Reflecting the structure of composites found in nature and the ancient world, researchers at the University of Illinois at Urbana-Champaign have synthesized thin carbon nanotube (CNT) textiles that exhibit both high electrical conductivity and a level of toughness that is about fifty times higher than copper films, currently used in electronics.

"The structural robustness of thin metal films has significant importance for the reliable operation of smart skin and flexible electronics including...

Im Focus: Deep inside Galaxy M87

The nearby, giant radio galaxy M87 hosts a supermassive black hole (BH) and is well-known for its bright jet dominating the spectrum over ten orders of magnitude in frequency. Due to its proximity, jet prominence, and the large black hole mass, M87 is the best laboratory for investigating the formation, acceleration, and collimation of relativistic jets. A research team led by Silke Britzen from the Max Planck Institute for Radio Astronomy in Bonn, Germany, has found strong indication for turbulent processes connecting the accretion disk and the jet of that galaxy providing insights into the longstanding problem of the origin of astrophysical jets.

Supermassive black holes form some of the most enigmatic phenomena in astrophysics. Their enormous energy output is supposed to be generated by the...

Im Focus: A Quantum Low Pass for Photons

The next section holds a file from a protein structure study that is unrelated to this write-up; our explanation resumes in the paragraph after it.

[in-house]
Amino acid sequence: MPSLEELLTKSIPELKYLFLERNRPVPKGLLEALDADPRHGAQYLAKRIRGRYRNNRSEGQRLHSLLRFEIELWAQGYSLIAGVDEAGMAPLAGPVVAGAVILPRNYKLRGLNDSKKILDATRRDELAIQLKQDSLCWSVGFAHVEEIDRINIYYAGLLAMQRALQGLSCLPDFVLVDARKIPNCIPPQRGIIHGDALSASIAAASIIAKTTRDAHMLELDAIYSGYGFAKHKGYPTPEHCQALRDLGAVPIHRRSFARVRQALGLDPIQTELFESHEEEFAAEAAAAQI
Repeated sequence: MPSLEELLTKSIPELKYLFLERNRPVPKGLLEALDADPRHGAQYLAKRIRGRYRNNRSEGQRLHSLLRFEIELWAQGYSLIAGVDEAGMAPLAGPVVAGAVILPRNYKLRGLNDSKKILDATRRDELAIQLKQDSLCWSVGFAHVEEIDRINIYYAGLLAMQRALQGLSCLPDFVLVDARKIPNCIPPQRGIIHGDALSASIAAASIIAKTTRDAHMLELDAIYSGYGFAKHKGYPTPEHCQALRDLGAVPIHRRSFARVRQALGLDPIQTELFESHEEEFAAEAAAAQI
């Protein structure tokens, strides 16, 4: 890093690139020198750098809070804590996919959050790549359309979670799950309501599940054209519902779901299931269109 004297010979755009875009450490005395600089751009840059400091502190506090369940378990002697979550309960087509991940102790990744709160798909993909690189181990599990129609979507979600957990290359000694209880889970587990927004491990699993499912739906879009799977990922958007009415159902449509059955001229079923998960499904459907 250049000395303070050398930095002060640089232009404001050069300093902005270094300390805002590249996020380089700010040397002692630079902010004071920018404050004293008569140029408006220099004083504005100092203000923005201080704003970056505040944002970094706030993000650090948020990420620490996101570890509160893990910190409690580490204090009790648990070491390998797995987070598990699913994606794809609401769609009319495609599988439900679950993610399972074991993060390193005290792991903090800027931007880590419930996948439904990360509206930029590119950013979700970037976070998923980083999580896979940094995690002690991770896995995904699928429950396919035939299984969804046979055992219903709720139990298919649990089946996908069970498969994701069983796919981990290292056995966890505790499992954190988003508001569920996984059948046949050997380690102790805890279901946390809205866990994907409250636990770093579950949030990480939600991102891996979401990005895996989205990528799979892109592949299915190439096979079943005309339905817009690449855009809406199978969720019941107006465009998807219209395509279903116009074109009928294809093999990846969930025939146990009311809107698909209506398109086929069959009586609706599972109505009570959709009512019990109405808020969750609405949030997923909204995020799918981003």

Physicists in Garching observe novel quantum effect that limits the number of emitted photons.

The probability to find a certain number of photons inside a laser pulse usually corresponds to a classical distribution of independent events, the so-called...

Im Focus: Microprocessors based on a layer of just three atoms

Microprocessors based on atomically thin materials hold the promise of the evolution of traditional processors as well as new applications in the field of flexible electronics. Now, a TU Wien research team led by Thomas Müller has made a breakthrough in this field as part of an ongoing research project.

Two-dimensional materials, or 2D materials for short, are extremely versatile, although – or often more precisely because – they are made up of just one or a...

All Focus news of the innovation-report >>>

Anzeige

Anzeige

Event News

Fighting drug resistant tuberculosis – InfectoGnostics meets MYCO-NET² partners in Peru

28.04.2017 | Event News

Expert meeting “Health Business Connect” will connect international medical technology companies

20.04.2017 | Event News

Wenn der Computer das Gehirn austrickst

18.04.2017 | Event News

 
Latest News

Wireless power can drive tiny electronic devices in the GI tract

28.04.2017 | Medical Engineering

Ice cave in Transylvania yields window into region's past

28.04.2017 | Earth Sciences

Nose2Brain – Better Therapy for Multiple Sclerosis

28.04.2017 | Life Sciences

VideoLinks
B2B-VideoLinks
More VideoLinks >>>